- The latest clinical trial results for an Alzheimer’s treatment from drugmakers Biogen and Eisai are "an extremely encouraging first step but it’s only a first step. We need to do a lot more,” says Biogen Chairman Stelios Papadopoulos
- Biogen shares soared Friday, a day after the companies announced positive results from a Phase II study.
- If this latest treatment is ultimately successful, it would be “major step forward,” says the Mayo Clinic’s Ronald Petersen.
The clinical trial for an Alzheimer’s treatment from drugmakers Biogen and Eisai was “extremely encouraging” — but more still needs to be done, Biogen Chairman Stelios Papadopoulos told CNBC on Friday.
The companies announced positive results on Thursday from a Phase II study with BAN2401, an anti-amyloid beta protofibril antibody, in 856 patients with early Alzheimer's disease.
The trial demonstrated for the first time that there is an antibody that can clear plaque in the brain, Papadopoulos said on “Closing Bell.”
“More importantly, what this trial showed is that the clearance of plaque was associated with a slowdown of the cognitive decline,” he added, noting it is the first time a rigorous trial has shown that.
However, he pointed out, “It’s not as if we improved the condition or we stabilized even the cognitive decline. We’ve slowed down the cognitive decline.”
“It’s an extremely encouraging first step but it’s only a first step. We need to do a lot more,” said Papadopoulos.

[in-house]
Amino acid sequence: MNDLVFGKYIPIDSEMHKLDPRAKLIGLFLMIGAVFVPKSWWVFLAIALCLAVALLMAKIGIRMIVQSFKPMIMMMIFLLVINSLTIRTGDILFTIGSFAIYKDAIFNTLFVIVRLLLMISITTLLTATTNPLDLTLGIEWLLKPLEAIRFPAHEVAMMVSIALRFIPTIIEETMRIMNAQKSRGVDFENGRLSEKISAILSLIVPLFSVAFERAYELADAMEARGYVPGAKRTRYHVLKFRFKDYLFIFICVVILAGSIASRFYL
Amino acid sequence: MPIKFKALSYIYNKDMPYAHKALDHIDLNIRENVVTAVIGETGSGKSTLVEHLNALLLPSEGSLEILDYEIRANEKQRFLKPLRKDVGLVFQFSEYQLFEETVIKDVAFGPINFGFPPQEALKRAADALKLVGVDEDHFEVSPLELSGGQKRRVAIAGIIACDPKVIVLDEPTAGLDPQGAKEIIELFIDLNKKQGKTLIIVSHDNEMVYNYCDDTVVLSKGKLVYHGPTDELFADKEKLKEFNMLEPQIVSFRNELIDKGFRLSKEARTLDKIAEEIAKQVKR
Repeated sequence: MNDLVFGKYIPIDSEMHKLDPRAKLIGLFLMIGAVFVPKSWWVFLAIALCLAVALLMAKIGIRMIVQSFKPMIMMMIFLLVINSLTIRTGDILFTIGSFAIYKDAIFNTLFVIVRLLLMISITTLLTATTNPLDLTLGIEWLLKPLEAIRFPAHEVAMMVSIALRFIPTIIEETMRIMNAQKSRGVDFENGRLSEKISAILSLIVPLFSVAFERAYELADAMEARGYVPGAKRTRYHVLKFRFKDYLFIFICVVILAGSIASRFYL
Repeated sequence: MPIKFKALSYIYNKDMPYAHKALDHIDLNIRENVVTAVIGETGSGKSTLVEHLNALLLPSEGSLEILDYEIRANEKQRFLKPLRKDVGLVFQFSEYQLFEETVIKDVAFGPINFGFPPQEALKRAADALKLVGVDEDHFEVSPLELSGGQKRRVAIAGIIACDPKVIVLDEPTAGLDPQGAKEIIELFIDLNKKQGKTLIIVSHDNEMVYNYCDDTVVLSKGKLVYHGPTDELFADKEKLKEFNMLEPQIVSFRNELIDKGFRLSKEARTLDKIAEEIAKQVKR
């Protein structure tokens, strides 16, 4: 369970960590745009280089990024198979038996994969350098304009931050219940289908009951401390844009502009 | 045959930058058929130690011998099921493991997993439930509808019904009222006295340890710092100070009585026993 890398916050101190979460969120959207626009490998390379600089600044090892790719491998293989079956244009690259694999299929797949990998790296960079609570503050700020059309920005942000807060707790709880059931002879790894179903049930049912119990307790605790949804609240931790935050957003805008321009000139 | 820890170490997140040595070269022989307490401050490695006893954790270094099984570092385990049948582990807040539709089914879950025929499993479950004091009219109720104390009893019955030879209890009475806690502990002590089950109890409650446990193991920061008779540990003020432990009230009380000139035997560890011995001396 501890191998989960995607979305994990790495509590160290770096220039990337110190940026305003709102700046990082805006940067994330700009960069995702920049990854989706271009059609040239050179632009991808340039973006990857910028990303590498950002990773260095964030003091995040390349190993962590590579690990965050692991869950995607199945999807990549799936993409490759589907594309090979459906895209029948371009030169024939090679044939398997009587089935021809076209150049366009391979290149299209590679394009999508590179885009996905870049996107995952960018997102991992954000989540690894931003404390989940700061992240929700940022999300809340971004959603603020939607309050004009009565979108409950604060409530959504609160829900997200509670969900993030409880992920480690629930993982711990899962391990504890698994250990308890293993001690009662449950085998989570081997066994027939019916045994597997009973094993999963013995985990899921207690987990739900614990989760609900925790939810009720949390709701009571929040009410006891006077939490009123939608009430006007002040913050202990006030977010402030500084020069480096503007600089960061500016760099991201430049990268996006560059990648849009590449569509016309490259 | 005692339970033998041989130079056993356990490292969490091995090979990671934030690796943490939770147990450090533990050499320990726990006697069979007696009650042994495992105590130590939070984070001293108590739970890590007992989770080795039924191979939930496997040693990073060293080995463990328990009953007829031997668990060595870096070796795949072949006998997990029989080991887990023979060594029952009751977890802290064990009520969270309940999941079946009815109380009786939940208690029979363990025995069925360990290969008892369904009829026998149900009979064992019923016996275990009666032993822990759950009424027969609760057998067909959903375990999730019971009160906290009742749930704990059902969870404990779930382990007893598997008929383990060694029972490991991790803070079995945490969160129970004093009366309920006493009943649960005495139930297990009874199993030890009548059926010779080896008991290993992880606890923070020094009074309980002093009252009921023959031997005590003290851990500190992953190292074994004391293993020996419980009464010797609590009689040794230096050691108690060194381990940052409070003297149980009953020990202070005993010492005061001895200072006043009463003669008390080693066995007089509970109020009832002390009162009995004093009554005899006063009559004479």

It may also be a while before any approved treatment ultimately reaches patients. Papadopoulos said the best-case scenario would be two to three years from now. As for costs – he said it was “way too premature” to speculate on a potential price tag.
Biogen shares soared Friday on the positive study results, closing nearly 20 percent higher.
The Mayo Clinic’s Ronald Petersen, who directs the Mayo Clinic Alzheimer’s Disease Research Center, called the results “early but encouraging”
“I’m cautiously optimistic,” he said on “Power Lunch.”
BAN2401 is one of a number of drugs targeting beta amyloid, a protein that forms toxic brain plaques that are theoretically an underlying cause of the memory-robbing disease.
There is still no treatment that can slow the progression of Alzheimer’s, the commonest form of dementia. Current drugs can do no more than ease some of the symptoms.
If this latest treatment is ultimately successful, it would be “major step forward,” Petersen said.
“Cure is probably an overrated goal for Alzheimer’s disease but if we could delay the onset of the symptoms, slow the progression of the disease that would be huge for patients,” he added.
However, Petersen noted that right now only top-line results from the study have been released. Biogen and Eisai are expected to release the detailed results of the final analysis of the midstage trial at future conferences.
BAN2401 is one of two Alzheimer’s treatments Biogen and Eisai are pursuing. They are also developing a drug called aducanumab.
“They each have different ways of treating the disease. For now we intend to continue with both until we see exactly how they work,” Papadopoulos said.
Currently, 5.7 million Americans are living with Alzheimer's and that number is expected to rise, according to the Alzheimer's Association. By 2050, it's projected to reach nearly 14 million people in the U.S.
— CNBC's Tae Kim and Reuters contributed to this report.